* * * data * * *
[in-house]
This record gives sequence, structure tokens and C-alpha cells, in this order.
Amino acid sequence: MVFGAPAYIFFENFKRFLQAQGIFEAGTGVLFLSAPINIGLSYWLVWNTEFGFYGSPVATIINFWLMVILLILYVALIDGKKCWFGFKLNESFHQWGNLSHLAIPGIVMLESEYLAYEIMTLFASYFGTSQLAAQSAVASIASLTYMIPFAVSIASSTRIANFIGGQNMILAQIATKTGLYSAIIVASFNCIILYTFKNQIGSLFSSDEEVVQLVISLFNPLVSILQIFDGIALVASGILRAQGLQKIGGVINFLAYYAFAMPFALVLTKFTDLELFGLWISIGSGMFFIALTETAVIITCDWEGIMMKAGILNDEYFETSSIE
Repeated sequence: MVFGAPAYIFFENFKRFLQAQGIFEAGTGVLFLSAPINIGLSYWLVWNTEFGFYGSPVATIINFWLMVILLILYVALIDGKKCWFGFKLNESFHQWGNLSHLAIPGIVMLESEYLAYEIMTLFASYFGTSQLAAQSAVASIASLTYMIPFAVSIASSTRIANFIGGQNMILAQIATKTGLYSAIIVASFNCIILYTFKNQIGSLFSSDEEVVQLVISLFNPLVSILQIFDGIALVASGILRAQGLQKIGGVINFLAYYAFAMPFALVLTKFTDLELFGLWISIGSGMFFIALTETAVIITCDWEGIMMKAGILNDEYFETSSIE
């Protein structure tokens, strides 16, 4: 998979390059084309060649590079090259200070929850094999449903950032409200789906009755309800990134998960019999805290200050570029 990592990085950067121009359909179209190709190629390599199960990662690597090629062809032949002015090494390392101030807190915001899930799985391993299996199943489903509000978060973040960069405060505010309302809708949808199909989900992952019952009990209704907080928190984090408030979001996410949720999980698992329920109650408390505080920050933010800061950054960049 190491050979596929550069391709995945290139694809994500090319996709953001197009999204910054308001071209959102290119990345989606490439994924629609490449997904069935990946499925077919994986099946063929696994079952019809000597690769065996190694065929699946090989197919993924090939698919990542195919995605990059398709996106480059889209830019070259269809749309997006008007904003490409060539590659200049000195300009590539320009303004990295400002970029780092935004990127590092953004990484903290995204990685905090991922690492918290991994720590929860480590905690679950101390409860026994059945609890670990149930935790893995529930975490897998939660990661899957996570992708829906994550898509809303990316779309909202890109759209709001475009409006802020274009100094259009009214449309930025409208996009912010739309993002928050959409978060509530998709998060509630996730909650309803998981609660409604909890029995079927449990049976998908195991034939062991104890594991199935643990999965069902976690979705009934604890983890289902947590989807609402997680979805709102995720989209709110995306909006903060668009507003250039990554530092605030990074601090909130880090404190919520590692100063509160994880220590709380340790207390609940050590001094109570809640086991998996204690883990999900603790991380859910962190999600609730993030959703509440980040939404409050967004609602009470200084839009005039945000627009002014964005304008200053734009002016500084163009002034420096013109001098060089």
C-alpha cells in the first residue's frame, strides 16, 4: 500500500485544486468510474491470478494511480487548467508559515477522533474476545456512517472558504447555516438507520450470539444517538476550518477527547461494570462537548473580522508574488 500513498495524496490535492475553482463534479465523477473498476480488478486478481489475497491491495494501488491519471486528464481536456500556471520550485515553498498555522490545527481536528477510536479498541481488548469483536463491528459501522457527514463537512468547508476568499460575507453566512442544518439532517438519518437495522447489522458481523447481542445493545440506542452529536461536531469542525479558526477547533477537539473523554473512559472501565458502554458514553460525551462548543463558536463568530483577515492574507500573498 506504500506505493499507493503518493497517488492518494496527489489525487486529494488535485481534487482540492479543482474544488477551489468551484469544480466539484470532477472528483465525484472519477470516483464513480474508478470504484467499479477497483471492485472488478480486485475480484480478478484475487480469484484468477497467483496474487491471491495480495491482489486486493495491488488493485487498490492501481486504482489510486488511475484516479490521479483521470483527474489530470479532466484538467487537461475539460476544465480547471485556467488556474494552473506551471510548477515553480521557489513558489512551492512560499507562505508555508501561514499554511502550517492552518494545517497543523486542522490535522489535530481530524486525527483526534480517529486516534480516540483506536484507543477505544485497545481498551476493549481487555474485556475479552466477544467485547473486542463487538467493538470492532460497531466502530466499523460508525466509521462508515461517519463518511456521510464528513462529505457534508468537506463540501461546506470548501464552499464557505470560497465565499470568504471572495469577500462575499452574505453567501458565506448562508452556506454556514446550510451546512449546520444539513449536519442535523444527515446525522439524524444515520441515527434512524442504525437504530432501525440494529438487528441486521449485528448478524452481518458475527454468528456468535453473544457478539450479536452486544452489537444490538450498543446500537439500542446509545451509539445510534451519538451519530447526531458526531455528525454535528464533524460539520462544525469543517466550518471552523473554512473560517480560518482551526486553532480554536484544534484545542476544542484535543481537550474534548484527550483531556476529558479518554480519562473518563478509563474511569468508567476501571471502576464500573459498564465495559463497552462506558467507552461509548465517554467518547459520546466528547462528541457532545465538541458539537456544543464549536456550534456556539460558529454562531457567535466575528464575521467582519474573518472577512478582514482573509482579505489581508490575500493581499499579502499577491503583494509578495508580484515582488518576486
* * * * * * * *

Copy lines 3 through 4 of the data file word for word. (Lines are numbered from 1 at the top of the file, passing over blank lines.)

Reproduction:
Amino acid sequence: MVFGAPAYIFFENFKRFLQAQGIFEAGTGVLFLSAPINIGLSYWLVWNTEFGFYGSPVATIINFWLMVILLILYVALIDGKKCWFGFKLNESFHQWGNLSHLAIPGIVMLESEYLAYEIMTLFASYFGTSQLAAQSAVASIASLTYMIPFAVSIASSTRIANFIGGQNMILAQIATKTGLYSAIIVASFNCIILYTFKNQIGSLFSSDEEVVQLVISLFNPLVSILQIFDGIALVASGILRAQGLQKIGGVINFLAYYAFAMPFALVLTKFTDLELFGLWISIGSGMFFIALTETAVIITCDWEGIMMKAGILNDEYFETSSIE
Repeated sequence: MVFGAPAYIFFENFKRFLQAQGIFEAGTGVLFLSAPINIGLSYWLVWNTEFGFYGSPVATIINFWLMVILLILYVALIDGKKCWFGFKLNESFHQWGNLSHLAIPGIVMLESEYLAYEIMTLFASYFGTSQLAAQSAVASIASLTYMIPFAVSIASSTRIANFIGGQNMILAQIATKTGLYSAIIVASFNCIILYTFKNQIGSLFSSDEEVVQLVISLFNPLVSILQIFDGIALVASGILRAQGLQKIGGVINFLAYYAFAMPFALVLTKFTDLELFGLWISIGSGMFFIALTETAVIITCDWEGIMMKAGILNDEYFETSSIE